January 2 marks the 235th anniversary of Georgia's entry into the new United States in 1788. Oh, how things have changed since that monumental day when the former British colony became the fourth state of the original 13 to join the new Union.
Consider these changes:
Population. Georgia's population was approximately 82,500 when the state joined the Union. That's an estimate as Georgia's records from the first three US Census efforts were burned by the British in the War of 1812. It's also unclear if the 1788 population estimate included only free people, or if enslaved persons were included. The native American population was not included in the estimate. The state's estimated population in July 2021 was 10.8 million.
Ancestry. At statehood, most of Georgia's free population was of English heritage, with other European nationalities mixed in. The state also had a large population of enslaved people, most of African heritage. Native American tribes included the Cherokee, Creek, Chickasaw and Muscogee, though these were not included in any official population records of the time. Today, European heritage makes up slightly more than half the population, with British the largest group. Georgia’s 3.3 million African Americans -- 33% of the population -- make the state home to more Blacks than any other state except Texas.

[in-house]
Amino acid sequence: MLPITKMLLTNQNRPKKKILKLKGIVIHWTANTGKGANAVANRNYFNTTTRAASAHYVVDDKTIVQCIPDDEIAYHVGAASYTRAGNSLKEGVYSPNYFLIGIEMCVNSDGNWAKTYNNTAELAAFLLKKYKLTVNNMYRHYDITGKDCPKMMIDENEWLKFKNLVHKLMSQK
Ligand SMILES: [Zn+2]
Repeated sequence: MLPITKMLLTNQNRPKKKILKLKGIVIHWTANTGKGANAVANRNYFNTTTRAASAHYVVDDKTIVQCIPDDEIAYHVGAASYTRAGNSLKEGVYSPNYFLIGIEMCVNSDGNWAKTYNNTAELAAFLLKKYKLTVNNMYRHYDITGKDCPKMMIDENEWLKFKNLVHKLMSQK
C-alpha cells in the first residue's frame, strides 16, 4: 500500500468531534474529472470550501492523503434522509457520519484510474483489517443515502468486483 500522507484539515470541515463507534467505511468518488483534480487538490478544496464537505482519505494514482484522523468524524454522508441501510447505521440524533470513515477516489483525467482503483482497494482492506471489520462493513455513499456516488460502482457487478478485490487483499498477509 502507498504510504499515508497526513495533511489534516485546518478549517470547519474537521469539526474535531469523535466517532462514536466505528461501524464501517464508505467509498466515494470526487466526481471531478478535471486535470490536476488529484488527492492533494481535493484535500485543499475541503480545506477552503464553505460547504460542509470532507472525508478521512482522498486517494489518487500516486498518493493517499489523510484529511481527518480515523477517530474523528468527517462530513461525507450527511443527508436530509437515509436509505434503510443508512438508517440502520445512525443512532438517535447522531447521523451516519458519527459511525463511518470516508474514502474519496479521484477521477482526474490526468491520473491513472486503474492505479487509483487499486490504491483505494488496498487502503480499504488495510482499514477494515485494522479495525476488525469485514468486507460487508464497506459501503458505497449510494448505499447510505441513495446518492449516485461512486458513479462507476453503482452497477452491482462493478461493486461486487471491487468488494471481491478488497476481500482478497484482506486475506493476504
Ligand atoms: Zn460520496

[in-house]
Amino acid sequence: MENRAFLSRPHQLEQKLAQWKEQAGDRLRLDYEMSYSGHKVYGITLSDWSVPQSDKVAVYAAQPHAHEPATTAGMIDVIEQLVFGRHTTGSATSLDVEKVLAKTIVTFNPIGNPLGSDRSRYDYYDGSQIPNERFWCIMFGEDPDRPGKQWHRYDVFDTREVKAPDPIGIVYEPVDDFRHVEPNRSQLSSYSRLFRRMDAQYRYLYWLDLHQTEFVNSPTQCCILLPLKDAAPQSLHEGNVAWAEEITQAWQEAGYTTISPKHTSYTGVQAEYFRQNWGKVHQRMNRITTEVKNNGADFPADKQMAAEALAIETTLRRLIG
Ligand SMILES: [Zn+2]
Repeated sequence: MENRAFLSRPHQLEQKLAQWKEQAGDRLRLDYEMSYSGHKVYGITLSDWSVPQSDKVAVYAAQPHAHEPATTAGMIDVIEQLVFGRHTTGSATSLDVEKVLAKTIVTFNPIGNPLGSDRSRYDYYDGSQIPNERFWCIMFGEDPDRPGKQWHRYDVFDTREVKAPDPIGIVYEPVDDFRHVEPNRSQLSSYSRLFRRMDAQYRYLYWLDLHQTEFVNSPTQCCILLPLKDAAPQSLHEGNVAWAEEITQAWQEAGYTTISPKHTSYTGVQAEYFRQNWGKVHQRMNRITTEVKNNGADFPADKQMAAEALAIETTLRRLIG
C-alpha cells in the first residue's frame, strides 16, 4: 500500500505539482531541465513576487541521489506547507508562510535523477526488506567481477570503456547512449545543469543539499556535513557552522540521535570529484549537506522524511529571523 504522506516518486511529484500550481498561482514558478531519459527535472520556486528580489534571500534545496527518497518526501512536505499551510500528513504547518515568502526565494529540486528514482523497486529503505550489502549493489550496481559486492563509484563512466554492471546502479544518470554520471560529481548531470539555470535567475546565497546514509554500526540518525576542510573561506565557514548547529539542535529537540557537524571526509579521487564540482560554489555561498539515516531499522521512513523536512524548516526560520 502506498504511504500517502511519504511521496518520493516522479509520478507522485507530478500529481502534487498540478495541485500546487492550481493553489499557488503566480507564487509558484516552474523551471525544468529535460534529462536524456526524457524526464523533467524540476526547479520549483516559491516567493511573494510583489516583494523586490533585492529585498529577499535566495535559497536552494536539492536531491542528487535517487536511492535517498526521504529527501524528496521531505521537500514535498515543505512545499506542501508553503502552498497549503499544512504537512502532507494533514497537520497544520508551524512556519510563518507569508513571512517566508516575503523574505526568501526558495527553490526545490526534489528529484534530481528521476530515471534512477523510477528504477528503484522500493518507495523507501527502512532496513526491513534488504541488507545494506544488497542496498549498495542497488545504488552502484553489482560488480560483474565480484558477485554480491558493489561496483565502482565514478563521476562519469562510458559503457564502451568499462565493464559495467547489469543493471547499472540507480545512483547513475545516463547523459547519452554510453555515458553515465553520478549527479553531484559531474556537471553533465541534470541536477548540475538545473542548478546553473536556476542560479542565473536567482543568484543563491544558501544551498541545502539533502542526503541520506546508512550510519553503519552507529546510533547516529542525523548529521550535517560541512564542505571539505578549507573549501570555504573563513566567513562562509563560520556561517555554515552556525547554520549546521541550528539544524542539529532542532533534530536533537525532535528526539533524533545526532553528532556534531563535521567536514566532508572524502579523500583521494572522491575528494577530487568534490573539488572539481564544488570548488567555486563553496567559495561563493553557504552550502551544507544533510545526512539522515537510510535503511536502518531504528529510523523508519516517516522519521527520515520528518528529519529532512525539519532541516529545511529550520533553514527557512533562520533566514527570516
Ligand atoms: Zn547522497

Cities. Most of Georgia's 1788 cities were located along the coast, and many were established near forts and rivers. Savannah was the largest of Georgia's cities, followed by the capital at Augusta. Period maps note major settlements at Fort Williams and Fort St. Andrews along the far Southern coast, and Fort Frederica on St. Simons Island. Today's largest city and state capital of Atlanta, with a population of 6.1 million, did not exist.
Economy. In 1788, Georgia had an agrarian economy, with large plantations and farms dotting the coast and major inland rivers. Today, Georgia's economy largely is service based, with a large corporate headquarter presence around the Atlanta metro area. The state also has a strong manufacturing presence, boosted by the recent addition of large automotive operations and forthcoming construction of electric vehicle component factories.
More Georgia History from DeanLand
Here are a few other Georgia history stories from DeanLand:
The Day World War II Came to Georgia
We Found an Abandoned Railroad in Cobb County
Train Wreck Destroys Pumpkinvine Creek Trestle
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